Our creational reality through our oneness with Adam establishes our significance as image bearers and our heritage as one human family––yet as a result of the fall also joins us with his fallen nature and desperate situation. But the good news of the Christian faith is that God did not leave us to ourselves in this position. In abounding loving-kindness, the Word made flesh came for us. Though the Christian continues to share a common identity in our image bearing and heritage, they are primarily identified by their union with Christ by faith. Which brings us to the second category.


2. One in Christ
For the Christian, the question of identity is answered not only in our relation to Adam, but also in our union with Christ (Romans 6:5, Galatians 2:20).


a. Sharing in Gospel participation and inheritance
Jesus Christ is the hope of salvation for all people (Romans 15:8-13). Moreover, he is the exclusive hope of salvation (Ephesians 2:11-12). Because all of humanity shares a common position of desperate need, Jesus Christ provides for all humanity a common salvation in himself (Ephesians 2:14-18). There is one Gospel, one atonement, one salvation––found in the person and work of Jesus Christ alone. However, within just a few decades after the ascension of Christ and the advent of Christianity there were those in the church who erroneously proposed a different gospel, one in which different groups of people were under different requirements for reconciliation with God and membership in the church. The Bible gives no room for this kind of teaching (Galatians 1:6-9, Philippians 3:2-3). The offer of the gospel is the same for all of humanity – turning away from sin and turning towards Christ by faith. No individual or group of people are called by the Bible to a different gospel and means of reconciliation with God and others. Additionally, this Gospel further establishes our equality and unity with one another (Galatians 3:28-29). That which the culture at times uses as distinctions that divide (gender, ethnicity, relationships of power), are no longer ultimate next to the foremost reality of the Christian’s union with Christ––and if we are one in Christ, we are all people of promise and heirs of inheritance (Romans 8:17). For the Saints, every spiritual blessing is theirs in Christ (Ephesians 1:3).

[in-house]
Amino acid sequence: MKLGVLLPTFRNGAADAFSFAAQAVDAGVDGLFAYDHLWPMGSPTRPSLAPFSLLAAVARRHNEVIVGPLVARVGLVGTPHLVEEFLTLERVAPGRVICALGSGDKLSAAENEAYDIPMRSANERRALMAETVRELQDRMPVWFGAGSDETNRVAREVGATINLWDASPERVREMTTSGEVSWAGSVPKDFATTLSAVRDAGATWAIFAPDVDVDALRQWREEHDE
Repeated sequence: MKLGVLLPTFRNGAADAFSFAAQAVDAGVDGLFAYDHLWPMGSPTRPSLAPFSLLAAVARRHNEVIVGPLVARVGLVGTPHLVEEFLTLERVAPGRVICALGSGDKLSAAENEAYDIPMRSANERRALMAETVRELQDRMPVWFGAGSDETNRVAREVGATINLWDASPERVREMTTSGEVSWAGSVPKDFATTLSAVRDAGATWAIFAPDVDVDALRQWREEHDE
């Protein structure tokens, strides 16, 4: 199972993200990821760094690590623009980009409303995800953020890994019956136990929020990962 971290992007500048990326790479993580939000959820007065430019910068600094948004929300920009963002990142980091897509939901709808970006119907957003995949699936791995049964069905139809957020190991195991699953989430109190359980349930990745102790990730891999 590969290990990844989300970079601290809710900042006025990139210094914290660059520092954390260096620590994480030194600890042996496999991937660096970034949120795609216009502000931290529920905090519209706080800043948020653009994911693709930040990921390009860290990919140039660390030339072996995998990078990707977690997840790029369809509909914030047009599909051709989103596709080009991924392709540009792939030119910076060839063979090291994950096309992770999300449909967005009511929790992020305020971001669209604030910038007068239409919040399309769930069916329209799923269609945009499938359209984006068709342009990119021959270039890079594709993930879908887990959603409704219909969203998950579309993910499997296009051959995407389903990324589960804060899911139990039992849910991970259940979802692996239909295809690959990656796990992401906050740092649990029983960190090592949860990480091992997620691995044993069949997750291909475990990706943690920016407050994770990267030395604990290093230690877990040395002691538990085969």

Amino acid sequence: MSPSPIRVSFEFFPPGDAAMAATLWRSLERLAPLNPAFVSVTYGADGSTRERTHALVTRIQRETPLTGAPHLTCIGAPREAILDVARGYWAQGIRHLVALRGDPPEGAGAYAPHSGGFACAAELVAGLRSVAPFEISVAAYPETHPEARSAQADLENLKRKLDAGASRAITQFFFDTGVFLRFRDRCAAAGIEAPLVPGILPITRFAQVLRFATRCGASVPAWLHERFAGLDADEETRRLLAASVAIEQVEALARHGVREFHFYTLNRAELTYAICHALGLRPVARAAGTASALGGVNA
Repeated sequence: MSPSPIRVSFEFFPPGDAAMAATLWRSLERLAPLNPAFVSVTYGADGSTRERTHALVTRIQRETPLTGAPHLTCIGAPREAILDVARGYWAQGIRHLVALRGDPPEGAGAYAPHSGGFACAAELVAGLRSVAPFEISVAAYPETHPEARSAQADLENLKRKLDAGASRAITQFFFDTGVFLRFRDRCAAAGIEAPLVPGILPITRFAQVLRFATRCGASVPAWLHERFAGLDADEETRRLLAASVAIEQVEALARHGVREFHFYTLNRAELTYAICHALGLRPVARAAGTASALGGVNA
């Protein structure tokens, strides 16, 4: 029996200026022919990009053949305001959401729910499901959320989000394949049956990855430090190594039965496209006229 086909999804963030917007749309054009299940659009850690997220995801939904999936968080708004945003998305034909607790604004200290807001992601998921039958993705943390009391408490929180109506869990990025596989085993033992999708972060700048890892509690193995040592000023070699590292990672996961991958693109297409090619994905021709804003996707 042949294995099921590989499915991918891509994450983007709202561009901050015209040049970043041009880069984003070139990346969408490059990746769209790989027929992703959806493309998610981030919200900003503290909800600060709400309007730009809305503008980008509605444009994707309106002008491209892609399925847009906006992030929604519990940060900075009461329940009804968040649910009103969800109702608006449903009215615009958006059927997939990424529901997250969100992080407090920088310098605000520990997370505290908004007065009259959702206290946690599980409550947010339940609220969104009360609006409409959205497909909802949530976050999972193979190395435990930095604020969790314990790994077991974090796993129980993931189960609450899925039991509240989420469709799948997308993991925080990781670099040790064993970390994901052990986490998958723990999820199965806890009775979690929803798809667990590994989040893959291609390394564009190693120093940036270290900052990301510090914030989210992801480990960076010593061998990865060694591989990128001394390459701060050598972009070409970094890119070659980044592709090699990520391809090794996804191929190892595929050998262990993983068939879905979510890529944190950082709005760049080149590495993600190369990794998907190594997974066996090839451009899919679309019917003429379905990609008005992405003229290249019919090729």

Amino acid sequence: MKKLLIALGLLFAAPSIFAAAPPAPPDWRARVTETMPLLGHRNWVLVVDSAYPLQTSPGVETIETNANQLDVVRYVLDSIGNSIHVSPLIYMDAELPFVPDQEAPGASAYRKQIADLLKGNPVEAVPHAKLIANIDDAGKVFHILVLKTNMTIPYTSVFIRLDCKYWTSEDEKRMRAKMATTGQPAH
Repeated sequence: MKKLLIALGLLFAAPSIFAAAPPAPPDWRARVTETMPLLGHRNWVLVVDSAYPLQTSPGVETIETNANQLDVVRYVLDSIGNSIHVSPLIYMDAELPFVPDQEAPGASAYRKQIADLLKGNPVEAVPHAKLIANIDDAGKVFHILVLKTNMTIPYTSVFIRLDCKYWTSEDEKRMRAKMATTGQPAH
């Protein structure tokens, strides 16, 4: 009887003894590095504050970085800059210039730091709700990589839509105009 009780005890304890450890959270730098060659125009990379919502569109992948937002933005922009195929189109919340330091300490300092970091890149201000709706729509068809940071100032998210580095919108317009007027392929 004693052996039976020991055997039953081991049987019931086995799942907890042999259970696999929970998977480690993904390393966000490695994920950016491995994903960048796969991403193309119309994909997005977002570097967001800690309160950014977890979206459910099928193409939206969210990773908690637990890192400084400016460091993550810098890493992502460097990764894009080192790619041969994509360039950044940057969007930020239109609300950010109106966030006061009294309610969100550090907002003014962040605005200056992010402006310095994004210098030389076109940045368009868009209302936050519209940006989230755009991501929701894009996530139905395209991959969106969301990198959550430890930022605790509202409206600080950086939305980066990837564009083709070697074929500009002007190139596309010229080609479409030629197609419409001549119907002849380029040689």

b. Sharing in adoption
One of the supernatural events in the work of salvation in the life of the believer is the adoption of formerly rebellious men and women into the family of God (Ephesians 1:5). As God brings into the family those who were once enemies they become children. Every Christian is brought into the same position in the family––we are all given the privilege to be counted as God’s children (John 1:12). God has no grandchildren. The Christian is made the recipient of all the benefits of the gospel by virtue of their union with Christ by faith. Given that all believers stand positionally equal before God, any benefit included in the gospel is commonly shared with all the Saints who are united together in Christ by faith (Ephesians 4:4-6). No Christian lacks Gospel benefits that are afforded to another. We all participate in all of God’s good gifts to us––in various capacities in the present life and fully in eternity. There is no hierarchy nor levels of participation in Christ. Rather, we stand and relate to one another as brothers and sisters, united together because of the work of the Gospel.